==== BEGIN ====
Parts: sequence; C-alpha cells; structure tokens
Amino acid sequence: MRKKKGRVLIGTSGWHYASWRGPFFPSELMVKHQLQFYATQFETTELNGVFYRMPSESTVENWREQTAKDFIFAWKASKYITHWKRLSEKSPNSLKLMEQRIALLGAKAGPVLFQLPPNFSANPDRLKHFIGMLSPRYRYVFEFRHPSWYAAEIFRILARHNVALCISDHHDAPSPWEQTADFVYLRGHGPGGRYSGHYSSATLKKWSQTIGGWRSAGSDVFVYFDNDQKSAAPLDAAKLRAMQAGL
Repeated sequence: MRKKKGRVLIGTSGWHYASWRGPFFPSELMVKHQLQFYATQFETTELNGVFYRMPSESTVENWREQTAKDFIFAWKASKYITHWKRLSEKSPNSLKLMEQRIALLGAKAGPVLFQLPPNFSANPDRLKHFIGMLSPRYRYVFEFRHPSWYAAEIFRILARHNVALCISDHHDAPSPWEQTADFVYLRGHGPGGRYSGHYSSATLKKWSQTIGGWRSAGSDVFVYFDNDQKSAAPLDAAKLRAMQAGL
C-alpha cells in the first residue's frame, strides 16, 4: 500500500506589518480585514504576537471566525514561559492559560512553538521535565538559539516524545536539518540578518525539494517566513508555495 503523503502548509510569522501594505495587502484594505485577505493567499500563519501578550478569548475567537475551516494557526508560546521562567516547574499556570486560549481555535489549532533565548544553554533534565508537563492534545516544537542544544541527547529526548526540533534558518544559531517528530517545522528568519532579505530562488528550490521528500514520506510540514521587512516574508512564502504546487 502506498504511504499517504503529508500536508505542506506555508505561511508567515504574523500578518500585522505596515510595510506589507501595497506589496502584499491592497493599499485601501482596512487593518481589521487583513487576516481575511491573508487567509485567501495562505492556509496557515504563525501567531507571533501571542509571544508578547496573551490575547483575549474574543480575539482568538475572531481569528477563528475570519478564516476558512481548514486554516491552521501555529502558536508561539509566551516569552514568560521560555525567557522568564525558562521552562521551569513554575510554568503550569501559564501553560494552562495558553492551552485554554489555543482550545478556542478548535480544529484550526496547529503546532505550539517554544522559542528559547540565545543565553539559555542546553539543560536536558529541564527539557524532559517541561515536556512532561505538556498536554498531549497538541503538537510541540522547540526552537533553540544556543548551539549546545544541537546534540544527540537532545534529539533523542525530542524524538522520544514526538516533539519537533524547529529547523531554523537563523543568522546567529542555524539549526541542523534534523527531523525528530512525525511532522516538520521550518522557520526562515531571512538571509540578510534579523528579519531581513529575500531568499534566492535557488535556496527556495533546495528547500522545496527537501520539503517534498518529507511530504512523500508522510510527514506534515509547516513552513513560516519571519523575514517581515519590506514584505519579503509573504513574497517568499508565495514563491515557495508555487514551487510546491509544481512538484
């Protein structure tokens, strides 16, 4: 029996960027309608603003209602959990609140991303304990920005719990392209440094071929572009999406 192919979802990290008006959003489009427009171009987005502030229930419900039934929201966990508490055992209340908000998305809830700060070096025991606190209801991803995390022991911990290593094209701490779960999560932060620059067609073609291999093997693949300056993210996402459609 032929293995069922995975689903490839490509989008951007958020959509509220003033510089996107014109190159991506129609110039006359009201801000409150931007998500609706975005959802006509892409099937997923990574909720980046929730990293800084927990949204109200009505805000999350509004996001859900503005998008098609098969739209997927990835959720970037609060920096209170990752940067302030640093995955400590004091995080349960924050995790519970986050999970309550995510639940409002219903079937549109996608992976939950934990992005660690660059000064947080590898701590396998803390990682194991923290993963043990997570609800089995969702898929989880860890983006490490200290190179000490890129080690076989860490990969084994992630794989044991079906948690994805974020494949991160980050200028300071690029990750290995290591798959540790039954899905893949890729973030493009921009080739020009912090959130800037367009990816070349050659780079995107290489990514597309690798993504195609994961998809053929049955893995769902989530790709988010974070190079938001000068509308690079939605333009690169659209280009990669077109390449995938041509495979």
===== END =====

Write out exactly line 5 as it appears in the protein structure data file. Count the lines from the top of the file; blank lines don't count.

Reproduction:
């Protein structure tokens, strides 16, 4: 029996960027309608603003209602959990609140991303304990920005719990392209440094071929572009999406 192919979802990290008006959003489009427009171009987005502030229930419900039934929201966990508490055992209340908000998305809830700060070096025991606190209801991803995390022991911990290593094209701490779960999560932060620059067609073609291999093997693949300056993210996402459609 032929293995069922995975689903490839490509989008951007958020959509509220003033510089996107014109190159991506129609110039006359009201801000409150931007998500609706975005959802006509892409099937997923990574909720980046929730990293800084927990949204109200009505805000999350509004996001859900503005998008098609098969739209997927990835959720970037609060920096209170990752940067302030640093995955400590004091995080349960924050995790519970986050999970309550995510639940409002219903079937549109996608992976939950934990992005660690660059000064947080590898701590396998803390990682194991923290993963043990997570609800089995969702898929989880860890983006490490200290190179000490890129080690076989860490990969084994992630794989044991079906948690994805974020494949991160980050200028300071690029990750290995290591798959540790039954899905893949890729973030493009921009080739020009912090959130800037367009990816070349050659780079995107290489990514597309690798993504195609994961998809053929049955893995769902989530790709988010974070190079938001000068509308690079939605333009690169659209280009990669077109390449995938041509495979």